“The tension is all the greater because the UGTT is taking the place of the opposition political parties, which are incapable of fulfilling their proper role,” says Hèla Yousfi, a senior lecturer at Paris Dauphine University.
The union has adopted a formal position to stand “alongside civil society and the Tunisian people in all their diversity, to defend not only the working masses but, above all, the republic and its institutions,” she writes, noting that it often prioritizes political issues above narrow economistic demands.
“The actions called by the UGTT to defend individual liberties and denounce the violence of small Salafist groups or the police occasionally take precedence over strikes and demonstrations over pay and conditions. The UGTT’s leaders systematically point out the historic legitimacy of their organization and warn that, in a crisis, they will not hesitate to assume a political role.”
There is evidence that organized labor “actually enjoys greater popularity than Ennahda,” writes analyst Joseph Braude:
Claiming a membership base of 850,000, its credibility with the population was born of history: it was a key base of resistance to French rule, which led to independence for the country in 1956. Since then, it has shared the challenge of unions elsewhere to aid its constituents without incurring the wrath of a dictator and his friends. But that influence has not yet translated into political power. In last year’s parliamentary elections, the UGTT made the fateful decision not to create its own party. ….Even so, labor candidates collectively won more seats than Ennahda, though not enough to block its governing coalition.
Labor’s emergence as a democratizing force goes against the grain in a region where union federations have historically been controlled by the state or ruling party, akin to communist-style “transmission belt” unions.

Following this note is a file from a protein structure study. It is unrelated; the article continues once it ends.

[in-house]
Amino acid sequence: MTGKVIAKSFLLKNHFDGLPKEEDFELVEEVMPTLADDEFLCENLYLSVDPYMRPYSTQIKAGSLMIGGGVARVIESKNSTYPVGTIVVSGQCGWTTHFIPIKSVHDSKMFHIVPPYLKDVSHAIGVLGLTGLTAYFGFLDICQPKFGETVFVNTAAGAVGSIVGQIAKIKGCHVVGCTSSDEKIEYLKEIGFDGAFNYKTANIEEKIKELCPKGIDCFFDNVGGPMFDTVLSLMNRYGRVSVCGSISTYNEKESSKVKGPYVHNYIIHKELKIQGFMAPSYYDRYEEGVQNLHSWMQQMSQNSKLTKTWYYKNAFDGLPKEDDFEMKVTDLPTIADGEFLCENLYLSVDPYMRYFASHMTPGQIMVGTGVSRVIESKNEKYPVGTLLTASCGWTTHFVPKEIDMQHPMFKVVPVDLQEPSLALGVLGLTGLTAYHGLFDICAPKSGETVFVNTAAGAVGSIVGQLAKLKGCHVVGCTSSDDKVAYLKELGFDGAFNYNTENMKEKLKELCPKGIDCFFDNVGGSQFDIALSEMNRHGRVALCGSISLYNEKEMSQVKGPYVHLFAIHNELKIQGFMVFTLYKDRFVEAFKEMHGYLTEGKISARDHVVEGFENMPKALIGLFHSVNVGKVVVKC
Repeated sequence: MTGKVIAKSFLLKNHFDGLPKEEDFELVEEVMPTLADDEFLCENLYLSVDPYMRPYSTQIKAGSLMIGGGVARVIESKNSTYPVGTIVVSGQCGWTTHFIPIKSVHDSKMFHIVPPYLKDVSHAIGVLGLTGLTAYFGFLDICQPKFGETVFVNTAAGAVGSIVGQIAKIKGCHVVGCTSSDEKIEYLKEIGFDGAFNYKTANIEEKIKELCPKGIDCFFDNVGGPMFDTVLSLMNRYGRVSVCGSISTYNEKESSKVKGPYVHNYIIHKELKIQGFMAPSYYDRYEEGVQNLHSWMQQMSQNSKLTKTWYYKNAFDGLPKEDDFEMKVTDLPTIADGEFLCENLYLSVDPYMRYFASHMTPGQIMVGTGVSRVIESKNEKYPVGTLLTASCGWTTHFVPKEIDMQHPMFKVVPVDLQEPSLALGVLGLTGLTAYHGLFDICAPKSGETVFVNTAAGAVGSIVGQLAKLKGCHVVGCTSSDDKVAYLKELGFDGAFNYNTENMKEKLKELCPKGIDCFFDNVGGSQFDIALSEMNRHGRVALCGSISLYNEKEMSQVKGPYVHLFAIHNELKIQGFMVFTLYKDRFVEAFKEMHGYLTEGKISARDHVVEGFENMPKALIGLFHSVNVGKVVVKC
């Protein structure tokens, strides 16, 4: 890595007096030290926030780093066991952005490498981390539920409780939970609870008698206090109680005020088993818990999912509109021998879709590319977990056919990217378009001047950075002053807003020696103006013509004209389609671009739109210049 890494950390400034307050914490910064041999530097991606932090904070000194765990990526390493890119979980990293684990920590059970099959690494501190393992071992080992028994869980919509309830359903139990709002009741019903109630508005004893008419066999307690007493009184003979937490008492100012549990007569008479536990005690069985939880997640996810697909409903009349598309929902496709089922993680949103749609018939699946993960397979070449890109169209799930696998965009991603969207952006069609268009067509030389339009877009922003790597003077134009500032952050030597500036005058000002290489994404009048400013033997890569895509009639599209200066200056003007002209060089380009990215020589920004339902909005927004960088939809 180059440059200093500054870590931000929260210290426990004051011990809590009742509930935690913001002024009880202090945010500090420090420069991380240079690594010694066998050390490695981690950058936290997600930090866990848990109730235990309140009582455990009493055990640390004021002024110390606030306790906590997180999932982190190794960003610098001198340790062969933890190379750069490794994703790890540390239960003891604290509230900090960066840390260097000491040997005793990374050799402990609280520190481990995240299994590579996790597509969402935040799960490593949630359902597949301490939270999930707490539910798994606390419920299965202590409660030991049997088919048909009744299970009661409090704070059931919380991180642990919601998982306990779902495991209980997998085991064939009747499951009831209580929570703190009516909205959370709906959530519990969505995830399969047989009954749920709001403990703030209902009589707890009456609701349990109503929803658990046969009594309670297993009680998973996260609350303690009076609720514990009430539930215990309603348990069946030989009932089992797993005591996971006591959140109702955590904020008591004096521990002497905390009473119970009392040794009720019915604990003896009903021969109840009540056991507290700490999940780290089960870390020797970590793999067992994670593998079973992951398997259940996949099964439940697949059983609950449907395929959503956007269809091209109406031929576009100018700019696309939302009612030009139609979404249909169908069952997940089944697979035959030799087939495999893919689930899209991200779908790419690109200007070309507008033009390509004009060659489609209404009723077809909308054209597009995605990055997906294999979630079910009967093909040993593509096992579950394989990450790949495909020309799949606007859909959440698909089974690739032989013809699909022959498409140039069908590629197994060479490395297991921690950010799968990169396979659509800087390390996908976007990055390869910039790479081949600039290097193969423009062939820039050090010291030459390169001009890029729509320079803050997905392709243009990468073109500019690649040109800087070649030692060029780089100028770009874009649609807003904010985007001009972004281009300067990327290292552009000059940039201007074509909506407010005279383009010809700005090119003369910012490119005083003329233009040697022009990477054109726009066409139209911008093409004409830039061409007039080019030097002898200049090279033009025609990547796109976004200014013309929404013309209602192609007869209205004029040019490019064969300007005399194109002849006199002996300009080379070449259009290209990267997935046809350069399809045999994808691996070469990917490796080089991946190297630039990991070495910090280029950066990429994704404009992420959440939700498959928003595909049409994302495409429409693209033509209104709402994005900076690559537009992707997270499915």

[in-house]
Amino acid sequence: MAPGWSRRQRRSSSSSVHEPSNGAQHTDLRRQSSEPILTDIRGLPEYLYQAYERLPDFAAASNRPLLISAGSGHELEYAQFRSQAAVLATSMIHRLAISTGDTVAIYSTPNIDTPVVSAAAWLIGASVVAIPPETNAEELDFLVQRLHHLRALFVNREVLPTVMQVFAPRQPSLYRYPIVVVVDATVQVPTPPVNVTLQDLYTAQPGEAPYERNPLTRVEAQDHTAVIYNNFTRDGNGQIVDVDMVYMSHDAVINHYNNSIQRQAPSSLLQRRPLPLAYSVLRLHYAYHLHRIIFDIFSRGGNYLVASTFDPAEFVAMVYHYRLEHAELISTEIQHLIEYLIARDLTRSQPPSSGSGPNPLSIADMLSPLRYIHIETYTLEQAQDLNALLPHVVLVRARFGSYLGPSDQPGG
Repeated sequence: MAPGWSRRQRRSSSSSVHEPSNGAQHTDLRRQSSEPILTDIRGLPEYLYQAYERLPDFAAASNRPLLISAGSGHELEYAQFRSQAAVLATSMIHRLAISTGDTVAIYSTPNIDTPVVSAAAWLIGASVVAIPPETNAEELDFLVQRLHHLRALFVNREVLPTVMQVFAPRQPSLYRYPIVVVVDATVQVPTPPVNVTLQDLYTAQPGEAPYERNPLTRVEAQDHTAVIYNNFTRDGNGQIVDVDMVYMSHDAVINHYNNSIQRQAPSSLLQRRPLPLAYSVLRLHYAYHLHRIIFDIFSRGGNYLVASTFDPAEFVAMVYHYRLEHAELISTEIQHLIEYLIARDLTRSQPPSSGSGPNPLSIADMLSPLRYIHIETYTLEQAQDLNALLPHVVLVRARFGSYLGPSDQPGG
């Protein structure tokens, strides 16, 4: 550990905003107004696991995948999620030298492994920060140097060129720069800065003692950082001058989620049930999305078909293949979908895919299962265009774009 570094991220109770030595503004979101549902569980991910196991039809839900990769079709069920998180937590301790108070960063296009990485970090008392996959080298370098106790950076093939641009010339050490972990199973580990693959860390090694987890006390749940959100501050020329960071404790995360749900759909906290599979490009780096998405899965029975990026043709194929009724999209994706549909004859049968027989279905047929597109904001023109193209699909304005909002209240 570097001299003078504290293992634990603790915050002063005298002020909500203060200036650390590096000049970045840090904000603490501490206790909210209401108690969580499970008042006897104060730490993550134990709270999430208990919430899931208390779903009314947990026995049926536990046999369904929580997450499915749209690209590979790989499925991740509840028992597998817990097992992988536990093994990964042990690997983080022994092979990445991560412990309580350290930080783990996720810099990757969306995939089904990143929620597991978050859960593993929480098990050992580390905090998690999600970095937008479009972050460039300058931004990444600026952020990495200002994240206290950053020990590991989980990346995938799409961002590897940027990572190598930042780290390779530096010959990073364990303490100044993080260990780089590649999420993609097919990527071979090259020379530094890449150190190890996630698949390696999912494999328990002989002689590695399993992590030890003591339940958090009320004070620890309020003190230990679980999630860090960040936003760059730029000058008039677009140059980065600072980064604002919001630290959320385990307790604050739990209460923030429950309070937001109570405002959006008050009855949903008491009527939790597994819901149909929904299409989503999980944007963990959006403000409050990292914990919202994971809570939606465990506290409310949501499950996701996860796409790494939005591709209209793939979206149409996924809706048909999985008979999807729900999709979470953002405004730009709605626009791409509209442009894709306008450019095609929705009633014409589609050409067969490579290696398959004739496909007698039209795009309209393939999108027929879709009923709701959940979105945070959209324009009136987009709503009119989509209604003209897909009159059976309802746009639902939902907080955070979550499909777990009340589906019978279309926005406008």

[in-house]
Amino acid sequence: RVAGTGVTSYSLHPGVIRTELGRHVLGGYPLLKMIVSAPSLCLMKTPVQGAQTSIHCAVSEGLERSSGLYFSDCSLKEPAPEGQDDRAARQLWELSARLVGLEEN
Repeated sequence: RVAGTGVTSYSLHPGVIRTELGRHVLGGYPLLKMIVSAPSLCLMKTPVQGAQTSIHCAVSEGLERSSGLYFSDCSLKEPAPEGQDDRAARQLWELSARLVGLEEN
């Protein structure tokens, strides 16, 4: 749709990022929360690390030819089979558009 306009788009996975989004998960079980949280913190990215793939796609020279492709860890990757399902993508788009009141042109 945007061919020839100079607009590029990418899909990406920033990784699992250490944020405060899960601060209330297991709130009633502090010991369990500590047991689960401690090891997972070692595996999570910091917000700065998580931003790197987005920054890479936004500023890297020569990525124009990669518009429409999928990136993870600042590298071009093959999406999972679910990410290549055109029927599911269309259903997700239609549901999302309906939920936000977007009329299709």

One of the principal reasons Tunisia is widely considered ripe for a more inclusive political system is “the existence of strong trade unions throughout the country,” said Nabila Hamza, president of the Amman-based Foundation for the Future, which promotes democratic reform across the Arab world.
“In a wider context, the regular attacks on the UGTT and the different social movements raise the question of the political elite’s attitude to Tunisia’s economic and social problems. This elite tends to label protest movements as criminal and has difficulty in focusing on economic and social issues, writes Yousfi, author of L’UGTT au cœur de la révolution tunisienne (The UGTT’s role at the heart of the Tunisian revolution, forthcoming January 2013):
The UGTT, as a force for national stability and a refuge for social movements (as its members like to call it), may, with luck, manage to set aside short-term political considerations and articulate the Tunisian people’s political demands in the form of a real economic and social project — one worthy of a revolution whose slogan was “Work, Freedom, National Dignity”. RTWT
*The Solidarity Center is one of the core institutes of the National Endowment for Democracy.